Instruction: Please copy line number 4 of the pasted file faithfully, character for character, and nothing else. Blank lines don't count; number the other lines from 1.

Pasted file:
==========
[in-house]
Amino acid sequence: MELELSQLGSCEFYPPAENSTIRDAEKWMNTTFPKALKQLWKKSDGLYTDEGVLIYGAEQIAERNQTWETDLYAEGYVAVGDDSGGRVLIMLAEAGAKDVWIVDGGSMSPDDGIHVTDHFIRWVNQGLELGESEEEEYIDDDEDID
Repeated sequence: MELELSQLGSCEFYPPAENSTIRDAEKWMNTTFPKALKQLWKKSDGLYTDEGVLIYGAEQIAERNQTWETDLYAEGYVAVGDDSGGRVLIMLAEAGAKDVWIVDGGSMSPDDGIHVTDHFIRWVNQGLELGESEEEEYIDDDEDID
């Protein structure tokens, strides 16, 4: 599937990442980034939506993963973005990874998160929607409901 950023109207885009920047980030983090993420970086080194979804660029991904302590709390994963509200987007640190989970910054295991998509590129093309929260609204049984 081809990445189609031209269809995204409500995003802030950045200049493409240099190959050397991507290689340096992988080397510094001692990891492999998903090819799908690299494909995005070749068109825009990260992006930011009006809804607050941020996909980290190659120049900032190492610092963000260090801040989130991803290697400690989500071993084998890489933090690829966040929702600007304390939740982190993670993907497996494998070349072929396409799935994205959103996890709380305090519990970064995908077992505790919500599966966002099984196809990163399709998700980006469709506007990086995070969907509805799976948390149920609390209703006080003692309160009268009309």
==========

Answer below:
């Protein structure tokens, strides 16, 4: 599937990442980034939506993963973005990874998160929607409901 950023109207885009920047980030983090993420970086080194979804660029991904302590709390994963509200987007640190989970910054295991998509590129093309929260609204049984 081809990445189609031209269809995204409500995003802030950045200049493409240099190959050397991507290689340096992988080397510094001692990891492999998903090819799908690299494909995005070749068109825009990260992006930011009006809804607050941020996909980290190659120049900032190492610092963000260090801040989130991803290697400690989500071993084998890489933090690829966040929702600007304390939740982190993670993907497996494998070349072929396409799935994205959103996890709380305090519990970064995908077992505790919500599966966002099984196809990163399709998700980006469709506007990086995070969907509805799976948390149920609390209703006080003692309160009268009309």